The ground of Dzogchen is described as being endowed with three qualities: its essence, its nature and its compassionate energy. The second quality, its nature, is spontaneous presence (Tib. ལྷུན་གྲུབ་, lhündrup; Wyl. lhun grub). This is not like the empty aspect, primordial purity, but the term ‘spontaneously present’ indicates that this is the nature out of which all the phenomena of samsara and nirvana arise, and into which they are all absorbed.
As Longchenpa says in The Wish Fulfilling Treasury, it is the basis for karma, disturbing emotions, and the phenomena of samsara, but not in an entirely dependent way. The adventitious phenomena are not part of the nature of clear light, and therefore it is said that although it provides a basis for them, they are not entirely dependent on it. It is similar to clouds in the sky. In some sense they depend upon the sky, but no matter how thick they are, clouds never become part of the nature of the sky itself. They can be separated. The sky and the clouds are both present, but without touching or becoming part of one another. By contrast, the phenomena of nirvana depend on the clear light nature inseparably, just like the sun and its rays. The kayas and wisdoms have always been part of this nature and are never separate from it. The spontaneously present or perfect nature is the basis out of which all pure and impure phenomena can arise.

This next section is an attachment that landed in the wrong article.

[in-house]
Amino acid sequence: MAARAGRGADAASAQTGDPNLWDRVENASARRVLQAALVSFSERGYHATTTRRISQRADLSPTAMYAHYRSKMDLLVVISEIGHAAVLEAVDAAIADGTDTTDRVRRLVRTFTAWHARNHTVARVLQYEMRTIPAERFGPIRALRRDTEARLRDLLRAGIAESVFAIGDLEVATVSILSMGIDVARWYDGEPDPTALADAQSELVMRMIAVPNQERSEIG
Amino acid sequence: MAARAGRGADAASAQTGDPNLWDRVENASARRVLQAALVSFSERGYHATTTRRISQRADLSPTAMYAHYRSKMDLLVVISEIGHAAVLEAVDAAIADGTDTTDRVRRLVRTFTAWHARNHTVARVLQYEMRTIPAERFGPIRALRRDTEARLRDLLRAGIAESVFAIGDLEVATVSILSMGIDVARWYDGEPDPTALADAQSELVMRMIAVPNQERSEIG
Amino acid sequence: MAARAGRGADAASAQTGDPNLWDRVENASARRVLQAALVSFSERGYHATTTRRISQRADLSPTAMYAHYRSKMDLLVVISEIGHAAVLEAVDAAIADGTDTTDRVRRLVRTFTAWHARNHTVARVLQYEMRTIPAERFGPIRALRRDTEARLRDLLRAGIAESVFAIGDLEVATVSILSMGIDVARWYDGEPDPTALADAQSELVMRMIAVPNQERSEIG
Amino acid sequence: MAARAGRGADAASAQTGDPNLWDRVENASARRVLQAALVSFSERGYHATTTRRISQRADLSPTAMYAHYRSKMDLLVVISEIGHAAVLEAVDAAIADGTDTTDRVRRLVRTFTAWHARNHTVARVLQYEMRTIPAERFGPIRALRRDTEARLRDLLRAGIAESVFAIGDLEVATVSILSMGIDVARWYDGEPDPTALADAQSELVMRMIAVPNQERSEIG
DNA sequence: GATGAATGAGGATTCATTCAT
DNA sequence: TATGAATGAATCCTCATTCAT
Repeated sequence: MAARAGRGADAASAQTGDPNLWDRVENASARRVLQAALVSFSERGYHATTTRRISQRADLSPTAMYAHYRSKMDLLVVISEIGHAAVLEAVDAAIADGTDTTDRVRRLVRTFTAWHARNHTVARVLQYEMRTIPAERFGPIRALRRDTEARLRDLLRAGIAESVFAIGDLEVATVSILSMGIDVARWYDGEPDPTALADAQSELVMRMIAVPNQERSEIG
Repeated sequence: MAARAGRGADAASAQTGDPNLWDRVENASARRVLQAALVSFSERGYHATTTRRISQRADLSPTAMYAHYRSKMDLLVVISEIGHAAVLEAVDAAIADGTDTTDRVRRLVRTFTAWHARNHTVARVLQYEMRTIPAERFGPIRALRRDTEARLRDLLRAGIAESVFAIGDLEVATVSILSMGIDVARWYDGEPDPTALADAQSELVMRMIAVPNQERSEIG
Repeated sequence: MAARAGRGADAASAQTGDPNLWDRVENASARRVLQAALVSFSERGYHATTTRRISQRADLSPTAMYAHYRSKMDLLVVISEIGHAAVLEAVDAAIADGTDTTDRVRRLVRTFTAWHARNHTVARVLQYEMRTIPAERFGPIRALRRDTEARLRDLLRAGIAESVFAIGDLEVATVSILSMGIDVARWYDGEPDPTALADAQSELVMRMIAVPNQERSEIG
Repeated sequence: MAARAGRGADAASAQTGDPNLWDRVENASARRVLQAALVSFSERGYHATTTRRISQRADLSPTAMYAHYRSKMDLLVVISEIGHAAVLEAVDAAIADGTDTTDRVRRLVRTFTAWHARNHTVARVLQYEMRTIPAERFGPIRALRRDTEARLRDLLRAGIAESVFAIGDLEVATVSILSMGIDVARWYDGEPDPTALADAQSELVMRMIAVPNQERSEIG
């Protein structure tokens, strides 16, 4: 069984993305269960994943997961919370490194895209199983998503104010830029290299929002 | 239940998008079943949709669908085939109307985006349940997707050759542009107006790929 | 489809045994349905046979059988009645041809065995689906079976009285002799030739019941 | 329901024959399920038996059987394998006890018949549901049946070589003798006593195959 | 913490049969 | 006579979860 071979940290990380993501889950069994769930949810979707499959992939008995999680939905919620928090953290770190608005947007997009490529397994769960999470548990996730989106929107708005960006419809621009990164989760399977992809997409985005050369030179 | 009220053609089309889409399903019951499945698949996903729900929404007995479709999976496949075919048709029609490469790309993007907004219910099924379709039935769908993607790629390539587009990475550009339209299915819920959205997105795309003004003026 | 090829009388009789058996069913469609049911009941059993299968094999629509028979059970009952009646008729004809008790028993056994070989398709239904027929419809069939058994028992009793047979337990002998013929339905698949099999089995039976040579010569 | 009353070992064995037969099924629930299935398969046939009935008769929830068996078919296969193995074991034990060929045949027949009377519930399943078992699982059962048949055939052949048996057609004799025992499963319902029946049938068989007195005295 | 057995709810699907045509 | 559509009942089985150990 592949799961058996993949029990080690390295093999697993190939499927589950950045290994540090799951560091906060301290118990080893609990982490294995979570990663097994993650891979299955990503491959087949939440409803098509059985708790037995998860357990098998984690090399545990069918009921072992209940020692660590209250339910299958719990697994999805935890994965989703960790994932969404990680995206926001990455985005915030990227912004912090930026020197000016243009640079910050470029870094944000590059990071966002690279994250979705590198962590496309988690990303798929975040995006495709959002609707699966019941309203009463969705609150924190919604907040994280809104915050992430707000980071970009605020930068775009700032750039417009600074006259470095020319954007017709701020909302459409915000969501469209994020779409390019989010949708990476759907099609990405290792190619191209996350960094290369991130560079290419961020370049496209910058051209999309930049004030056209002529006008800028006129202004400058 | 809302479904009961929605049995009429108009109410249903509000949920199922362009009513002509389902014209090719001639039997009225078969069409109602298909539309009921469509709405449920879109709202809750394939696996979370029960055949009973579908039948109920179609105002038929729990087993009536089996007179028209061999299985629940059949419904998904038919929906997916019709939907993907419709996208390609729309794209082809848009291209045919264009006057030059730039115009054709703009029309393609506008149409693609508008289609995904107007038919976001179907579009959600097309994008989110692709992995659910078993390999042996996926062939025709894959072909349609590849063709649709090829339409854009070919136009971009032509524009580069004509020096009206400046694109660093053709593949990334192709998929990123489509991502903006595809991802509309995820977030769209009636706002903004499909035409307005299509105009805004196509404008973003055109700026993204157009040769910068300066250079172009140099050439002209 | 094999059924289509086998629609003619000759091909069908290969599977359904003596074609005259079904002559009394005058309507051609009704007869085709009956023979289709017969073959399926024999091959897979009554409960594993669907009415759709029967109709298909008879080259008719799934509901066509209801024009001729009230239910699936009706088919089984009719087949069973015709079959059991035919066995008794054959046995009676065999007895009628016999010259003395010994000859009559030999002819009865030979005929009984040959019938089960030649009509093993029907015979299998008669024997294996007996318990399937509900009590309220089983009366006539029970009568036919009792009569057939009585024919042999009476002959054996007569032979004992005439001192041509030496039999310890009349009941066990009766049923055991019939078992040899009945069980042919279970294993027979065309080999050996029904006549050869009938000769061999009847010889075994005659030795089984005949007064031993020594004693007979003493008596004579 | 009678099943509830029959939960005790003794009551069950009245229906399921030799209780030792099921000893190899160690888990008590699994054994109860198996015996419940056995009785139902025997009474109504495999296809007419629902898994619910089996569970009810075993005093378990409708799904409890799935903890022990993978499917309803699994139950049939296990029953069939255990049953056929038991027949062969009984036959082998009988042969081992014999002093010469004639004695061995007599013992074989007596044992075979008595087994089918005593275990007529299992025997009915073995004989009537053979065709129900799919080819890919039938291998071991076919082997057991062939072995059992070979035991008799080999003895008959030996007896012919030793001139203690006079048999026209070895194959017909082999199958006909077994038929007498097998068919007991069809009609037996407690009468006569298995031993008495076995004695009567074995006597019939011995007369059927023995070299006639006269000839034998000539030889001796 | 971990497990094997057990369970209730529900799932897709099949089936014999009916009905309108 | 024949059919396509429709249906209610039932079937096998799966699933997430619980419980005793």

- His Holiness the Dalai Lama, The Vision of Enlightenment, pages 314,315, published by The Tertön Sogyal Trust, ISBN 0 95 312514 9. Also published by Wisdom Publications as Mind in Comfort & Ease, The Vision of Enlightenment in the Great Perfection. ISBN 0-86171-493-8
- Holiness the Dalai Lama, Dzogchen : The Heart Essence of the Great Perfection, published by Snow Lion, ISBN 1-55939-156-1
- Sogyal Rinpoche, The Tibetan Book of Living and Dying, published by Ryder. ISBN 0-7126-1569-5.